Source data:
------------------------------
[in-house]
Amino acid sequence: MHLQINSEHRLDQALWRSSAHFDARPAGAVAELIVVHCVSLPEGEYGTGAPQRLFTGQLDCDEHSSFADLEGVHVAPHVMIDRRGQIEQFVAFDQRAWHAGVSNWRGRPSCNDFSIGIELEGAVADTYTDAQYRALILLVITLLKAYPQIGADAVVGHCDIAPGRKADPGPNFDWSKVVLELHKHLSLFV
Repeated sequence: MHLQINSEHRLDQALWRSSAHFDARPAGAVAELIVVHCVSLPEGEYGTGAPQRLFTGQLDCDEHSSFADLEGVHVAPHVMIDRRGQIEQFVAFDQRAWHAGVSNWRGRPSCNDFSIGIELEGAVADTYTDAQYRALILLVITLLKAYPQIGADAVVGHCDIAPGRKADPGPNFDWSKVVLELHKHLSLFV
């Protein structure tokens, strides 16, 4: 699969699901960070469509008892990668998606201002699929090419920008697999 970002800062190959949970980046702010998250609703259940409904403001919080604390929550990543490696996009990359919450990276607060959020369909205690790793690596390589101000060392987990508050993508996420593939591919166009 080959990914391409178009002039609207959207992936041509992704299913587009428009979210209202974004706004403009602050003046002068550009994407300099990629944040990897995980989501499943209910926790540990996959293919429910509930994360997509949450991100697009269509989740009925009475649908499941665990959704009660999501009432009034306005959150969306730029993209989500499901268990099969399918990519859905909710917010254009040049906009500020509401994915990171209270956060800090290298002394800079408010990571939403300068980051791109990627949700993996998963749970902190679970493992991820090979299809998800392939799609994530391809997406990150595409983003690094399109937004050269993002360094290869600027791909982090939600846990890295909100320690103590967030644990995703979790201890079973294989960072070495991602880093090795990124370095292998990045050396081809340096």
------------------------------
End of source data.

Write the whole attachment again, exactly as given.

[in-house]
Amino acid sequence: MHLQINSEHRLDQALWRSSAHFDARPAGAVAELIVVHCVSLPEGEYGTGAPQRLFTGQLDCDEHSSFADLEGVHVAPHVMIDRRGQIEQFVAFDQRAWHAGVSNWRGRPSCNDFSIGIELEGAVADTYTDAQYRALILLVITLLKAYPQIGADAVVGHCDIAPGRKADPGPNFDWSKVVLELHKHLSLFV
Repeated sequence: MHLQINSEHRLDQALWRSSAHFDARPAGAVAELIVVHCVSLPEGEYGTGAPQRLFTGQLDCDEHSSFADLEGVHVAPHVMIDRRGQIEQFVAFDQRAWHAGVSNWRGRPSCNDFSIGIELEGAVADTYTDAQYRALILLVITLLKAYPQIGADAVVGHCDIAPGRKADPGPNFDWSKVVLELHKHLSLFV
């Protein structure tokens, strides 16, 4: 699969699901960070469509008892990668998606201002699929090419920008697999 970002800062190959949970980046702010998250609703259940409904403001919080604390929550990543490696996009990359919450990276607060959020369909205690790793690596390589101000060392987990508050993508996420593939591919166009 080959990914391409178009002039609207959207992936041509992704299913587009428009979210209202974004706004403009602050003046002068550009994407300099990629944040990897995980989501499943209910926790540990996959293919429910509930994360997509949450991100697009269509989740009925009475649908499941665990959704009660999501009432009034306005959150969306730029993209989500499901268990099969399918990519859905909710917010254009040049906009500020509401994915990171209270956060800090290298002394800079408010990571939403300068980051791109990627949700993996998963749970902190679970493992991820090979299809998800392939799609994530391809997406990150595409983003690094399109937004050269993002360094290869600027791909982090939600846990890295909100320690103590967030644990995703979790201890079973294989960072070495991602880093090795990124370095292998990045050396081809340096």